Colorado’s state government leaders knew they — and thousands of the state’s workers — had a problem when the coronavirus pandemic sent Colorado’s economy into chaos in mid-March.
The state had spent, over 22 years, more than $97 million to build a new unemployment benefits system. But when 21,000 people found themselves out of work on March 23, the system buckled.
People could not log on. Or they got bumped off the system. Confusing forms baffled users. Questions about how to file claims spilled over into weeks-long waits to talk to a person at a call center. For many, an unintentional computer error meant long delays for payments as their bills piled up. Fraud was rampant.
“To say we are working off a 30-year-old legacy mainframe built on three-decade old language and we just now are modernizing, it does seem unimaginable that it has taken this long,” Cher Haavind, the Colorado Department of Labor and Employment’s deputy executive director, said. “We agree. We wish we had been here sooner.”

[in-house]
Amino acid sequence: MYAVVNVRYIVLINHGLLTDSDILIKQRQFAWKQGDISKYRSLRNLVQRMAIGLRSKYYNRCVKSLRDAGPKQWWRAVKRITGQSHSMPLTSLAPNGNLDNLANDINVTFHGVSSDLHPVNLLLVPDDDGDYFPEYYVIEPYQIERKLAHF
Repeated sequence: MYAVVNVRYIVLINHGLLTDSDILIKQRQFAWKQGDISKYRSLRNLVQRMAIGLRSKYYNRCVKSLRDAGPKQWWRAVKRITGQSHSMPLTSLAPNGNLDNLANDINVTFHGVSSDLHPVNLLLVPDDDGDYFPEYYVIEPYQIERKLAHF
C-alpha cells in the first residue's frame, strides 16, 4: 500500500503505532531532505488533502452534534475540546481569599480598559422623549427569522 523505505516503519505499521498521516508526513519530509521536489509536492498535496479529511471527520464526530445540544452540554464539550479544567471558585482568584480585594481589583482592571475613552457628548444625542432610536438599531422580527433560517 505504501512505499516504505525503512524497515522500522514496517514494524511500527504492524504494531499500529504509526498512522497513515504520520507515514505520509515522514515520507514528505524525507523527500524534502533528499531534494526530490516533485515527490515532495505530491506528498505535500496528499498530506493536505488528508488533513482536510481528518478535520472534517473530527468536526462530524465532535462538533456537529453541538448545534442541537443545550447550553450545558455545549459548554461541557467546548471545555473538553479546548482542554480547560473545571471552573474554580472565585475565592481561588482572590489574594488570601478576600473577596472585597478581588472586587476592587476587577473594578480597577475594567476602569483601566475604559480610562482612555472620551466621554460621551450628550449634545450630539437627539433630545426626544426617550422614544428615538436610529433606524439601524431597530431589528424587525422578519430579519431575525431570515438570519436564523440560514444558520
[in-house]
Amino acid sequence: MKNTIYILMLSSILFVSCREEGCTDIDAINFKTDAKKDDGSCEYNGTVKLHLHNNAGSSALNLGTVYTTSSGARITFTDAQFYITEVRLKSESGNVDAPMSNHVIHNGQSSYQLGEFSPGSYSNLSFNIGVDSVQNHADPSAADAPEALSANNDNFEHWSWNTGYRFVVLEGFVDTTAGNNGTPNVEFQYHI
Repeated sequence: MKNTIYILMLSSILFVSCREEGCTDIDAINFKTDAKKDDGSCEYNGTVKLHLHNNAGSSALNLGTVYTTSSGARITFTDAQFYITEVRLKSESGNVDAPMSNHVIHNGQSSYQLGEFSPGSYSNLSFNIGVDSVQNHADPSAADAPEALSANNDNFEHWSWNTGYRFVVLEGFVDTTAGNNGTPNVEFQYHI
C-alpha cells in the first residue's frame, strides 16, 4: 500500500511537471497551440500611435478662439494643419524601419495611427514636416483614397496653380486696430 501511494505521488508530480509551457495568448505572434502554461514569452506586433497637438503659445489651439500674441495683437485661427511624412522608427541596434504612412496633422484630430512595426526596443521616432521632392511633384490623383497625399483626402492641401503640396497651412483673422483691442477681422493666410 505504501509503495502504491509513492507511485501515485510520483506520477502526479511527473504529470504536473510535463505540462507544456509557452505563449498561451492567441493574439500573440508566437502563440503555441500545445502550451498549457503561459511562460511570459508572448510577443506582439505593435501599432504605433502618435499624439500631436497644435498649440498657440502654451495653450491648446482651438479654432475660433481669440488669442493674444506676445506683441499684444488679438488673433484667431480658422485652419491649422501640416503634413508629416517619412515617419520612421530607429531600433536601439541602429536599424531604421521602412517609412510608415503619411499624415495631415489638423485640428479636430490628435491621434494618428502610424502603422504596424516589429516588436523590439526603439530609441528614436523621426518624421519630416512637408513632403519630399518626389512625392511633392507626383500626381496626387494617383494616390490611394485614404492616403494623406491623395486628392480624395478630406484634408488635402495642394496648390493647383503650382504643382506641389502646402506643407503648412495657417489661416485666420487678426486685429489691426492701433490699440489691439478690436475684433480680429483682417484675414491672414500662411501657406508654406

On Sunday, the labor department will launch a new online system for the state’s 265,000 unemployed people to file claims. Since the pandemic’s start, the unemployment system has put $6.7 billion into the state’s economy, helping a million Coloradans pay their rent, electricity and grocery bills while the virus rages on and thousands of businesses remain closed. The need is unprecedented.
Labor department officials knew as early as 1999 that their computer system was outdated and vulnerable. Since then, there have